What would have made this case stand out from the plethora of other Righthaven-initiated lawsuits? Well, it would've been over an article that was actually about Righthaven suing others.
The article, about Righthaven suing the Drudge Report specifically, features a screenshot of the Drudge Report page (actually taken from a court document), which was the subject of the lawsuit. In that screenshot, is an image that Drudge Report used, and was the reason Righthaven was suing them. The image is clearly a significant part of the story itself.
Joe Mullin at PaidContent spoke with Righthaven CEO Steve Gibson about it. He reports:
I asked him pointedly: "Did you sue this reporter because he wrote a story about your company?" Gibson wouldn't answer that. Noting that the photo in question appeared to be pulled from court records, I asked: "Do you believe reporters have a right to use court documents to report on Righthaven?" Gibson didn't really answer that one either, saying: "That’s going to be based on facts and circumstances." He said he disagreed with the premise of my question, and went on to say: "The line of your questioning is so intimate with the issues that are going to be litigated before the court, I don’t feel comfortable having any further discussion on this subject matter with you."
Righthaven recently lost its second fair use case, when a Judge found that it was ok for a nonprofit to re-use an article in its entirety. As Mullin notes, journalists' first amendment rights would have probably come into play here. It's worth noting that the caption to the image, as presented by Gardner, reads: "The photo in question as it appeared on Drudge Report".
I'd buy a "I survived Righthaven" t-shirt but won't for trademark reasons.
We strongly believe that the use is fair—indeed, that it is almost a paradigmatic case of fair use. A grainy black-and-white copy of a color photo, used to illustrate a news account about said photo, is the reason we have fair use. I had thought I was immune to feelings of surprise after covering these sorts of legal battles for years, but it turns out I still have the capacity to feel shock. The reaction around the Ars newsroom—and from our legal counsel—was absolute bafflement.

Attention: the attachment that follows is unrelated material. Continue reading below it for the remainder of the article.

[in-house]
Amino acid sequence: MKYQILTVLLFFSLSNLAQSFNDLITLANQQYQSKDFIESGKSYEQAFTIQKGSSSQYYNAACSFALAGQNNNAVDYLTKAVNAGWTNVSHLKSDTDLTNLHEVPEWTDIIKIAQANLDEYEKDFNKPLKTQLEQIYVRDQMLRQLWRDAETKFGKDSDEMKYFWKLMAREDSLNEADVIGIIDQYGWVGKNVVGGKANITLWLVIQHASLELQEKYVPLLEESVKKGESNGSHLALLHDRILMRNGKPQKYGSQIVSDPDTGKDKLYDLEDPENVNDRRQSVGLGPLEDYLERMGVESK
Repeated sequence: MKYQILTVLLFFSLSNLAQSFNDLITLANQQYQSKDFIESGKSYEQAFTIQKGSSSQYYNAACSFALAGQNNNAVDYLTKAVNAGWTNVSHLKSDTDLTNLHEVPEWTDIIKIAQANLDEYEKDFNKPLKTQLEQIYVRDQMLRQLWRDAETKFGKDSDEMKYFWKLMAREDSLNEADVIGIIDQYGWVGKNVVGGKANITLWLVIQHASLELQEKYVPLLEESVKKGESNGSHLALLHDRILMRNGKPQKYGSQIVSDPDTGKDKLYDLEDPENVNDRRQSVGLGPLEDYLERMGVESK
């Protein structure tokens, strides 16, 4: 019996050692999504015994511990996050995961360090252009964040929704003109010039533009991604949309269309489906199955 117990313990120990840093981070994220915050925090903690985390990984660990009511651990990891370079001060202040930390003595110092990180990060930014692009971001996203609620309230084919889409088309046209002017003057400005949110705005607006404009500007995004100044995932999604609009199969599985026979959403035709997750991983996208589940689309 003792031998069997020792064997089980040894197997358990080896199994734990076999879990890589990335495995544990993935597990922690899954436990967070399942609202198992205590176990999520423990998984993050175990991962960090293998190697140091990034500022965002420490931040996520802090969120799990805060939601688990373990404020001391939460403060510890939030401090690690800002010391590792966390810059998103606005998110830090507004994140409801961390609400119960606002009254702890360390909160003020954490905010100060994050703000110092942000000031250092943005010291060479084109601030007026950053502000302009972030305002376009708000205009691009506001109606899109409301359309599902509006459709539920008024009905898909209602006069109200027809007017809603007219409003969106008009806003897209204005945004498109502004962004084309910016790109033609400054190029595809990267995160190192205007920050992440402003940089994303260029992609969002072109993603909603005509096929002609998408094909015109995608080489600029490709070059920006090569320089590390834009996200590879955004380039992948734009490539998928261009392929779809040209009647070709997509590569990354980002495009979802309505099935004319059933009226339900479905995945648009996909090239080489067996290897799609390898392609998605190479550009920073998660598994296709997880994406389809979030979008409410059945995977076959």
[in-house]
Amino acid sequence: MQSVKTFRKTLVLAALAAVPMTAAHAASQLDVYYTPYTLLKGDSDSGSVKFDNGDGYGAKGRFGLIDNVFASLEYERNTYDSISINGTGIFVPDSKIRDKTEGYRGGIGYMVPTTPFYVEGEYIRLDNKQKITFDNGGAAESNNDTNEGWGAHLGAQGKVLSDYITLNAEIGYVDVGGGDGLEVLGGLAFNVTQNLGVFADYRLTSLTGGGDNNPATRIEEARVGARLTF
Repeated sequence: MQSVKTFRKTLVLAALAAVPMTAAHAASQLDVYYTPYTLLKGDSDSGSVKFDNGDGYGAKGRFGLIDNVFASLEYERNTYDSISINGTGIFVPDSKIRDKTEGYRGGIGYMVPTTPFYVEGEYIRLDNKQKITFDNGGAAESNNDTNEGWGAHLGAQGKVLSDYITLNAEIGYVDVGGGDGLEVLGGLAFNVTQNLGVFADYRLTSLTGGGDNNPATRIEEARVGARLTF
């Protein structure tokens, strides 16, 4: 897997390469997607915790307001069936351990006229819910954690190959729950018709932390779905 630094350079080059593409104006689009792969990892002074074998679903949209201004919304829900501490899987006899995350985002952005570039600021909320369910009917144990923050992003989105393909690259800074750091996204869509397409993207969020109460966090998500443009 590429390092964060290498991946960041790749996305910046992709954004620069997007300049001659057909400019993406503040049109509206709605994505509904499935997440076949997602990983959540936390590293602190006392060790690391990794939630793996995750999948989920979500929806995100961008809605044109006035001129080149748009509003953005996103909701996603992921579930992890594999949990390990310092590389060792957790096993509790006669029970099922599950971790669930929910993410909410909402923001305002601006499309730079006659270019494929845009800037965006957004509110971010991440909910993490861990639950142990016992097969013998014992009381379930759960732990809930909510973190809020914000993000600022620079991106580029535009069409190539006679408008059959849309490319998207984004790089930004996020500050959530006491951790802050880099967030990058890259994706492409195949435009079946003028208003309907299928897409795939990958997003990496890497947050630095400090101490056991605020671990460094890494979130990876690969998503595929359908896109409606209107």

And instead of suing Ars Technica directly, Righthaven bizarrely sued freelancer Eriq Gardner, who regularly writes on legal matters for The Hollywood Reporter and who has covered Righthaven for some time. The post in question is the only one Gardner has ever written for Ars.
The result is that we had a New York writer being sued by a Nevada company over a Colorado photo published by a New York-based website. Righthaven claimed "willful" infringement and requested statutory damages, which can reach as high as $150,000 per infringement. In addition, they wanted their legal fees covered. And they wanted "pre- and post-judgment interest."
Another interesting element to the whole story is that, according to Anderson, Righthaven lawyers told him they dismissed the suit when they realized Gardner was a reporter.
As opposed to a blogger? Good thing there is such a clear difference.